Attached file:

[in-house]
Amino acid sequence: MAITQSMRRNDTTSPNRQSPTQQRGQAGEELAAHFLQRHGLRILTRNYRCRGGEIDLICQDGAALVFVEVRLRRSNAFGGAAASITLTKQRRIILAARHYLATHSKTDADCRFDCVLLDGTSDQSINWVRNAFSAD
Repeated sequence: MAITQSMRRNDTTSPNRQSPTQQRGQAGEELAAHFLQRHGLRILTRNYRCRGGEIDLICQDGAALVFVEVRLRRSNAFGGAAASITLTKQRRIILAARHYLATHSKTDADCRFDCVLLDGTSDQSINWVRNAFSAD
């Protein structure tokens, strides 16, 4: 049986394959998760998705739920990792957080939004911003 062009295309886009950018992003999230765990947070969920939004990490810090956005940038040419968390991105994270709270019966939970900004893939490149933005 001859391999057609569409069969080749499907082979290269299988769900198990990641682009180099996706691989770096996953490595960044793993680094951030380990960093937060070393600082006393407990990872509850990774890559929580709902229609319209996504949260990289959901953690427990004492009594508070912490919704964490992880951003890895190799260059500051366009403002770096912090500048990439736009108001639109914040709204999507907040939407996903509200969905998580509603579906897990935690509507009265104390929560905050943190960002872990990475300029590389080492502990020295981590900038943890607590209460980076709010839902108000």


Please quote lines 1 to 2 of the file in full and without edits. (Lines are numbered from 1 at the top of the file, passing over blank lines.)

[in-house]
Amino acid sequence: MAITQSMRRNDTTSPNRQSPTQQRGQAGEELAAHFLQRHGLRILTRNYRCRGGEIDLICQDGAALVFVEVRLRRSNAFGGAAASITLTKQRRIILAARHYLATHSKTDADCRFDCVLLDGTSDQSINWVRNAFSAD